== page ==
Monday, June 21, 2010

The Wedding Industrial Complex and Kant as viewed through the lenses of the various Jewish denominations from 1880 through today: Part 1

The title of this post comes from this other post. Sorry it's so long overdue. And sorry that it won't quite live up to its title: I don't plan to discuss the wedding industrial complex, or the Jewish denominations per se, but Kant will make an appearance, and this will be Part 1 of at least 5.

EAR and I got married in August 2009. So did our friends EAKO and BZK, one week earlier. So we set up a four-person havruta to plan our wedding ceremonies together, so that we could share ideas, and so that each couple wouldn't be acting alone in whatever we ended up doing, but would be in good company.

This series of posts will present what we decided to do and why. (A very very brief description appeared recently in the June issue of Sh'ma, but a piece of that length isn't nearly long enough to even begin to explain.) This first post is an introduction to the general principles and goals that we worked with; later posts will get into the specifics.

[Disclaimer: Though the description of the final product will reflect what the four of us actually did, I am writing these posts alone, and my explanations of the thinking behind each element might not represent others' thinking 100% faithfully. In such cases, the views expressed are my own.]


We began by setting out some general principles that we were aiming to fulfill with the marriage ceremony we would select (and though we ended up doing something that probably hadn't been done before in this precise form, this wasn't a foregone conclusion from the start).

In no particular order:
  • It would be situated firmly in the ongoing conversation of Jewish tradition as it extends into the past and the future.
  • It wouldn't just be personal and idiosyncratic, tailored to these two couples, but would fulfill the Kantian categorical imperative. That is, it would be something that any Jewish couple could use, and something that we could support in good conscience if everyone chose to start using it.
  • It would be gender-nonspecific at its core. Though both couples involved were opposite-sex (or, as some would say, adjacent-sex) couples, we wanted something that could be used by partners of any gender. After all, the big step was from classical non-egalitarian marriage to modern egalitarian marriage; once that step has been taken, disregarding the genders of the spouses is simply a logical extension. (However, Hebrew and Aramaic are gendered languages, and we did not attempt to avoid this; we used the grammatical genders that were appropriate to each of us, with the understanding that couples of any gender combination could do the same. (We understood "chatan" and "kallah" in this light as different grammatical forms of the same word, even if they don't sound alike.) We also did some superficial things at the wedding that are culturally associated with gender, e.g., what we wore, who broke the glass; however, these were in no way essential to effecting the marriage.)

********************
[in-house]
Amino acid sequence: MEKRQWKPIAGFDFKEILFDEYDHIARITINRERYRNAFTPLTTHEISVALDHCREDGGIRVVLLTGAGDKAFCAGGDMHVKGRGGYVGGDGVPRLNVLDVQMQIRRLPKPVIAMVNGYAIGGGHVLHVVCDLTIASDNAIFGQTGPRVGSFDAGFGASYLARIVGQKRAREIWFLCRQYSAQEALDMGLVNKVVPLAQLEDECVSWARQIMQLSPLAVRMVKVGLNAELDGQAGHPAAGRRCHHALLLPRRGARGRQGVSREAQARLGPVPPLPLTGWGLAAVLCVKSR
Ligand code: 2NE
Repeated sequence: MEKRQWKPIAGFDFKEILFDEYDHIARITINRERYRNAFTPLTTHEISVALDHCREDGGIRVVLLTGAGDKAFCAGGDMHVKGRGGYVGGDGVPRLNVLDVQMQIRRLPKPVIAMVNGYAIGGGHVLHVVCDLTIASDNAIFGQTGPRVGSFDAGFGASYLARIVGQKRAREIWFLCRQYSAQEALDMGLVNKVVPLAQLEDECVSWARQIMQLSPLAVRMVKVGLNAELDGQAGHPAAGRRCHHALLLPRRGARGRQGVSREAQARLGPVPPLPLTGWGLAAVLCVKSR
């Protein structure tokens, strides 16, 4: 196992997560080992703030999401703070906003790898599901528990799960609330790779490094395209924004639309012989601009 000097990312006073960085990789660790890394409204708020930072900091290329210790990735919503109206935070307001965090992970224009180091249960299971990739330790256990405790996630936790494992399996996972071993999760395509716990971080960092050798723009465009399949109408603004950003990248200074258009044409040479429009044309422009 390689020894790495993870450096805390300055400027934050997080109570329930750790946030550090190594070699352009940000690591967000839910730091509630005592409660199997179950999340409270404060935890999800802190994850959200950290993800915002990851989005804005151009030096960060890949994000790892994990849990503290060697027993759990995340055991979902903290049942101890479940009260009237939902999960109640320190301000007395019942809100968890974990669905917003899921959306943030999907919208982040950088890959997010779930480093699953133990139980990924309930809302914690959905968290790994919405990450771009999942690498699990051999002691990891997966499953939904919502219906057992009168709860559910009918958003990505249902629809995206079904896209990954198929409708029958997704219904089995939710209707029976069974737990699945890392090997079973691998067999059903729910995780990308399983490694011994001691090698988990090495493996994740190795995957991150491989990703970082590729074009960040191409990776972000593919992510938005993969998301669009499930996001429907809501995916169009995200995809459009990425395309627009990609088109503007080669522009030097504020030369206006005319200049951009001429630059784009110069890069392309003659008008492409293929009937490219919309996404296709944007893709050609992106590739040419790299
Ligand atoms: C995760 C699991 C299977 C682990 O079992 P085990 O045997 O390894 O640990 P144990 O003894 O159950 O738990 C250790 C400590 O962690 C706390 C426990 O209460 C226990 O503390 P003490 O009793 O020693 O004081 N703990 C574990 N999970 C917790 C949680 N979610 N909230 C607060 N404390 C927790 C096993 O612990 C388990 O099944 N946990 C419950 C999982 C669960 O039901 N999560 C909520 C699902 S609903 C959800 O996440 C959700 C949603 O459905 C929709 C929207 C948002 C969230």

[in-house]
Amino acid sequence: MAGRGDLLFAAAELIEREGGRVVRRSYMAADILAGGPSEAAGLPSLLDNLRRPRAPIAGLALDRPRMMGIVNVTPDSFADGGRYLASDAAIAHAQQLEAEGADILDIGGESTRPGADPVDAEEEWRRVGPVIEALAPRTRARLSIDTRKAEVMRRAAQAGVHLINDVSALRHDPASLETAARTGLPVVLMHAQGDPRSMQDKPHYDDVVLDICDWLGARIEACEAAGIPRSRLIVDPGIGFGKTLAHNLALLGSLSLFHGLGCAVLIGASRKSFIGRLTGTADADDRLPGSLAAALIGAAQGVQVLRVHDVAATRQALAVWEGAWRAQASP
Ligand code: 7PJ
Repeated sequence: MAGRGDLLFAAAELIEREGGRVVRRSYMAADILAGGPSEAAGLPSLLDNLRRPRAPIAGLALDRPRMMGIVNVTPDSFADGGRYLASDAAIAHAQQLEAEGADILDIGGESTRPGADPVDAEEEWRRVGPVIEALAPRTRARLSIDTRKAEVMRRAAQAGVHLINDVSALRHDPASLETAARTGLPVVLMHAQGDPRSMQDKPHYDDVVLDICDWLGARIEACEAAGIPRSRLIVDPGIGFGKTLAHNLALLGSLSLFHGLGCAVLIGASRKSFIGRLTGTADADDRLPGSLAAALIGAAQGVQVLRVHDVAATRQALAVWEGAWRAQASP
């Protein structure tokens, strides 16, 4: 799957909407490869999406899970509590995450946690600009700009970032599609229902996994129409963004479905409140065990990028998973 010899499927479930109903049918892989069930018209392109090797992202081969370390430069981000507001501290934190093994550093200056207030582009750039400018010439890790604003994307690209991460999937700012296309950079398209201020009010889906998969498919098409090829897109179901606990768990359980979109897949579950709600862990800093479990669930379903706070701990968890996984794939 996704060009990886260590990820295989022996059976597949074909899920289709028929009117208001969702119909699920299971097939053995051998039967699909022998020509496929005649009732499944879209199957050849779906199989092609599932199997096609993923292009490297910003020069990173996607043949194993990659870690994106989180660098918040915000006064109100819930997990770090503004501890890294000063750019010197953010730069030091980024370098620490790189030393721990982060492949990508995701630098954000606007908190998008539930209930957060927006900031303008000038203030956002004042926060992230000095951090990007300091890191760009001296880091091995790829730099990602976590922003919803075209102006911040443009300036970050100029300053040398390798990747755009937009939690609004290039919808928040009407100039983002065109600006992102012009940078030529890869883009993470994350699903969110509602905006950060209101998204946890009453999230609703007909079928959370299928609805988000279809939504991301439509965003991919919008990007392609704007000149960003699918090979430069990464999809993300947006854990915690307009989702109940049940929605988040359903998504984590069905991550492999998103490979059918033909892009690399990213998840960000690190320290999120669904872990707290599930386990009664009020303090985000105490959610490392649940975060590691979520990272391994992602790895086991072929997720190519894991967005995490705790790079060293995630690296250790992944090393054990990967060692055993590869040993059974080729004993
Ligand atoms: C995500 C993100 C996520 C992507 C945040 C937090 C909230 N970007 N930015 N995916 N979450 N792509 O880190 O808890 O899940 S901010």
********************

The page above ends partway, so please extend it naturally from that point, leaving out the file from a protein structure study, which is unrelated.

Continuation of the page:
• We would approach the non-egalitarian elements of our tradition from a Rawlsian "nearly just society" perspective. That is, we would not reject (e.g.) kiddushin out of hand as fundamentally and irreparably sexist, but neither would we accept it in its original form, whether as unchanging law or as mere "ritual". Instead, we would identify the underlying values and retain these in an egalitarian form.
  • Rachel Adler writes that "ritual should seem as if it has always been this way" (Engendering Judaism, p. 197). We would be attentive to this in determining the outward appearance of the marriage ceremony, and would make sure it flowed smoothly and authentically even if it was complex behind the scenes.
  • It would not necessarily need to be accepted as a valid marriage by everyone in the Jewish world, particularly since making it valid according to certain opinions would be incompatible with true egalitarianism. If we believed with integrity that we were validly married according to our understanding of Jewish law, that would be sufficient. For divorce (which I'll discuss later in this series), there are practical reasons (for you and your descendants) to make sure that the divorce is accepted universally, since lives can be messed up if it isn't. No such considerations apply for marriage. (And if someone doesn't consider you to be married, this does not mean that they will consider your children to be mamzeirim; this is a common misconception that stems from an imprecise translation of "mamzeir" to the English "bastard", which has a different meaning. A mamzeir is only a child of an incestuous or adulterous relationship.)


A look at the rest of the series (subject to change):
  • Part 2: an overview of Jewish marriage (kiddushin and nisuin)
  • Part 3: how we did kiddushin bishtar (document)
  • Part 4: how we did ketubah (the content, and the means of accepting it)
  • Part 5: provisions for divorce (not for us, but see above under Kant)
Stay tuned!


  1. Thanks! Looking forward to seeing future pieces on the subject.

  2. OK, dude. I'm ready for the next one.

  3. David WolkenfeldJuly 14, 2010 12:28 PM

    Nu, I'm ready to read more!